Results for 'do nothing'

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  1. What Do We Mean When We Ask “Why is There Something Rather Than Nothing?".Andrew Brenner - 2016 - Erkenntnis 81 (6):1305-1322.
    Let’s call the sentence “why is there something rather than nothing?” the Question. There’s no consensus, of course, regarding which proposed answer to the Question, if any, is correct, but occasionally there’s also controversy regarding the meaning of the Question itself. In this paper I argue that such controversy persists because there just isn’t one unique interpretation of the Question. Rather, the puzzlement expressed by the sentence “why is there something rather than nothing?” varies depending on the ontology (...)
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  2. What Does the Sensory Apparatus Do When There Is Nothing to Perceive? The Salience of Sensory Absence.Katarzyna Kobos - 2017 - Hybris. Revista de Filosofía 38:42-57.
    This study aims to bring out the explanatory potential of embodied predictionism versus passive feed-forward model of sensory stimulation in the pursuit of a parsimonious naturalist account of sensation as a salient feature and an end point of conscious experience. Theoretical approaches towards sensory experience are tested against specific scenarios of the absence of observable or palpable qualities including but not limited to the thought-experimental phenomenon of negative synesthesia at the conclusion of the argument. . Predictionism is first explored in (...)
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  3.  63
    Farewell to Arms? The All-or-Nothing Problem Again.Terence Rajivan Edward - manuscript
    Joe Horton’s all-or-nothing problem concerns a situation in which it is morally permissible to do nothing and to save two people but not to save only one. This description seems to entail that we should do nothing rather than save only one. I object to Horton’s solution and challenge a principle he draws attention to, which is required to generate the problem but which Horton regards as beyond dispute.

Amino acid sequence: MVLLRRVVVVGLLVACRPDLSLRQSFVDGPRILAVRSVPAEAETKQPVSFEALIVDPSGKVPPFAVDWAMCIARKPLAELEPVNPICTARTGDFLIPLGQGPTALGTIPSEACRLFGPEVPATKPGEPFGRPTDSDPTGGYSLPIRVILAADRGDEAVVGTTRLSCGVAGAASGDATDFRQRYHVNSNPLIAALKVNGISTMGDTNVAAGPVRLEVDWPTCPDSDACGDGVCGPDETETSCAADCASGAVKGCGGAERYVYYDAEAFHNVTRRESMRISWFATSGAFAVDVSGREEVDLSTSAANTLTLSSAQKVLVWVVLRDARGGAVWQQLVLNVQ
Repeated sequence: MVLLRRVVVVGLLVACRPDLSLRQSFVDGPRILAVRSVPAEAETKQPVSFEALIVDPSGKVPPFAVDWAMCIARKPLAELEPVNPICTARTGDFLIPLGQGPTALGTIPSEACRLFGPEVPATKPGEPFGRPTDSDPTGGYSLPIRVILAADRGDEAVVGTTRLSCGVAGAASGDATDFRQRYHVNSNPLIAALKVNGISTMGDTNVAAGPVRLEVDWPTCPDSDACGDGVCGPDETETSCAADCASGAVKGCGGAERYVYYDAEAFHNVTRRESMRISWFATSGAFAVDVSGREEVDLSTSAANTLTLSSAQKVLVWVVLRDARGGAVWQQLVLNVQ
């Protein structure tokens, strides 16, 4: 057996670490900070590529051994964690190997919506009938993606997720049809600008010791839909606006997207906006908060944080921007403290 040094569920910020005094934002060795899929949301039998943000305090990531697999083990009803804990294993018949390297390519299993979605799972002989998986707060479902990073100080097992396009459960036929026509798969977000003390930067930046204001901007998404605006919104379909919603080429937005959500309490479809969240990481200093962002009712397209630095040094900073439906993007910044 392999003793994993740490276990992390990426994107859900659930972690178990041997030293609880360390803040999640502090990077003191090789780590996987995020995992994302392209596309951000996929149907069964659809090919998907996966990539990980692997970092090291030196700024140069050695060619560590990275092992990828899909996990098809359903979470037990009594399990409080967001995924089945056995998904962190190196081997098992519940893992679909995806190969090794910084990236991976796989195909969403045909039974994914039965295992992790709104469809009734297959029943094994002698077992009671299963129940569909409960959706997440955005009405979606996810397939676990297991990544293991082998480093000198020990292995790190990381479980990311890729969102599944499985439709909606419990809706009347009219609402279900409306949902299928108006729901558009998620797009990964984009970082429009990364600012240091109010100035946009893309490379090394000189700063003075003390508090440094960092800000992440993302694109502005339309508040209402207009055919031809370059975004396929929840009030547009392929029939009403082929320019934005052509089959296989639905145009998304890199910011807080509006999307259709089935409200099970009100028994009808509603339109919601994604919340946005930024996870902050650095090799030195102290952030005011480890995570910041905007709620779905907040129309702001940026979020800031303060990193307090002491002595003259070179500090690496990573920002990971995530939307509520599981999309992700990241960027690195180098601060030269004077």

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  4. All or Nothing, but If Not All, Next Best or Nothing.Theron Pummer - 2019 - Journal of Philosophy 116 (5):278-291.
    Suppose two children face a deadly threat. You can either do nothing, save one child by sacrificing your arms, or save both by sacrificing your arms. Here are two plausible claims: first, it is permissible to do nothing; second, it is wrong to save only one. Joe Horton argues that the combination of these two claims has the implausible implication that if you are not going to save both children, you ought to save neither. This is one instance (...)
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  5. The Infinity From Nothing Paradox and the Immovable Object Meets the Irresistible Force.Nicholas Shackel - 2018 - European Journal for Philosophy of Science 8 (3):417-433.
    In this paper I present a novel supertask in a Newtonian universe that destroys and creates infinite masses and energies, showing thereby that we can have infinite indeterminism. Previous supertasks have managed only to destroy or create finite masses and energies, thereby giving cases of only finite indeterminism. In the Nothing from Infinity paradox we will see an infinitude of finite masses and an infinitude of energy disappear entirely, and do so despite the conservation of energy in all collisions. (...)
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  6. Anontology and the Issue of Being and Nothing in Nishida Kitarō.John Krummel - 2014 - In JeeLoo Liu Douglas L. Berger (ed.), Nothingness in Asian Philosophy. pp. 263-283.
    This chapter will explicate what Nishida means by “nothing” (mu, 無), as well as “being” (yū, 有), through an exposition of his concept of the “place of nothing” (mu no basho). We do so through an investigation of his exposition of “the place of nothing” vis-àvis the self, the world, and God, as it shows up in his epistemology, metaphysics, theology and religious ethics during the various periods of his oeuvre – in other words, his understanding of (...)
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  7. If Nothing Matters.Guy Kahane - 2017 - Noûs 51 (2):327-353.
    The possibility that nothing really matters can cause much anxiety, but what would it mean for that to be true? Since it couldn’t be bad that nothing matters, fearing nihilism makes little sense. However, the consequences of belief in nihilism will be far more dramatic than often thought. Many metaethicists assume that even if nothing matters, we should, and would, go on more or less as before. But if nihilism is true in an unqualified way, it can’t (...)